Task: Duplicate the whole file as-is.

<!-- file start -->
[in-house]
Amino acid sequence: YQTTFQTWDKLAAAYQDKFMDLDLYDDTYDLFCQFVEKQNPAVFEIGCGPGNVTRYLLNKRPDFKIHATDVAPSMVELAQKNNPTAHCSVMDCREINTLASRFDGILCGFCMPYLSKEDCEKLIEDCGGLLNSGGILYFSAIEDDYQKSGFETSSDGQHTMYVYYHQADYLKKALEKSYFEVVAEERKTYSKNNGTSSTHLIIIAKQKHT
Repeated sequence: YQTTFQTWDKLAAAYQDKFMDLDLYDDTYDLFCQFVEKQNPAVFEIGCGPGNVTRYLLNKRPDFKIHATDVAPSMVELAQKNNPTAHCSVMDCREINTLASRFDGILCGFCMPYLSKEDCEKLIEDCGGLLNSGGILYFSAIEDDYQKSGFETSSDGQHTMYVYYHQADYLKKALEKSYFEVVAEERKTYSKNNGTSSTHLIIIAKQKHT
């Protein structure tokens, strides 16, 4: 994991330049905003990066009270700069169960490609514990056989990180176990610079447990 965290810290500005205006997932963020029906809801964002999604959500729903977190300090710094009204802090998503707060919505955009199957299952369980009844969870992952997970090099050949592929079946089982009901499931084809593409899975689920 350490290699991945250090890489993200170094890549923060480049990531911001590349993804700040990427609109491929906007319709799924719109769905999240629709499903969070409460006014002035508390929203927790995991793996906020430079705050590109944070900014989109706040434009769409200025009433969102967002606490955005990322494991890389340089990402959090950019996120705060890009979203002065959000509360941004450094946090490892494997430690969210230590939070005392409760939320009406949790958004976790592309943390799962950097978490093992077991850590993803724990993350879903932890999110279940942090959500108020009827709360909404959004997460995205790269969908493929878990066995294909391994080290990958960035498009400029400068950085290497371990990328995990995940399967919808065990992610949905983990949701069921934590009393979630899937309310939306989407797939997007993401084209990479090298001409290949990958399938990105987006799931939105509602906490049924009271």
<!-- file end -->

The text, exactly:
[in-house]
Amino acid sequence: YQTTFQTWDKLAAAYQDKFMDLDLYDDTYDLFCQFVEKQNPAVFEIGCGPGNVTRYLLNKRPDFKIHATDVAPSMVELAQKNNPTAHCSVMDCREINTLASRFDGILCGFCMPYLSKEDCEKLIEDCGGLLNSGGILYFSAIEDDYQKSGFETSSDGQHTMYVYYHQADYLKKALEKSYFEVVAEERKTYSKNNGTSSTHLIIIAKQKHT
Repeated sequence: YQTTFQTWDKLAAAYQDKFMDLDLYDDTYDLFCQFVEKQNPAVFEIGCGPGNVTRYLLNKRPDFKIHATDVAPSMVELAQKNNPTAHCSVMDCREINTLASRFDGILCGFCMPYLSKEDCEKLIEDCGGLLNSGGILYFSAIEDDYQKSGFETSSDGQHTMYVYYHQADYLKKALEKSYFEVVAEERKTYSKNNGTSSTHLIIIAKQKHT
């Protein structure tokens, strides 16, 4: 994991330049905003990066009270700069169960490609514990056989990180176990610079447990 965290810290500005205006997932963020029906809801964002999604959500729903977190300090710094009204802090998503707060919505955009199957299952369980009844969870992952997970090099050949592929079946089982009901499931084809593409899975689920 350490290699991945250090890489993200170094890549923060480049990531911001590349993804700040990427609109491929906007319709799924719109769905999240629709499903969070409460006014002035508390929203927790995991793996906020430079705050590109944070900014989109706040434009769409200025009433969102967002606490955005990322494991890389340089990402959090950019996120705060890009979203002065959000509360941004450094946090490892494997430690969210230590939070005392409760939320009406949790958004976790592309943390799962950097978490093992077991850590993803724990993350879903932890999110279940942090959500108020009827709360909404959004997460995205790269969908493929878990066995294909391994080290990958960035498009400029400068950085290497371990990328995990995940399967919808065990992610949905983990949701069921934590009393979630899937309310939306989407797939997007993401084209990479090298001409290949990958399938990105987006799931939105509602906490049924009271």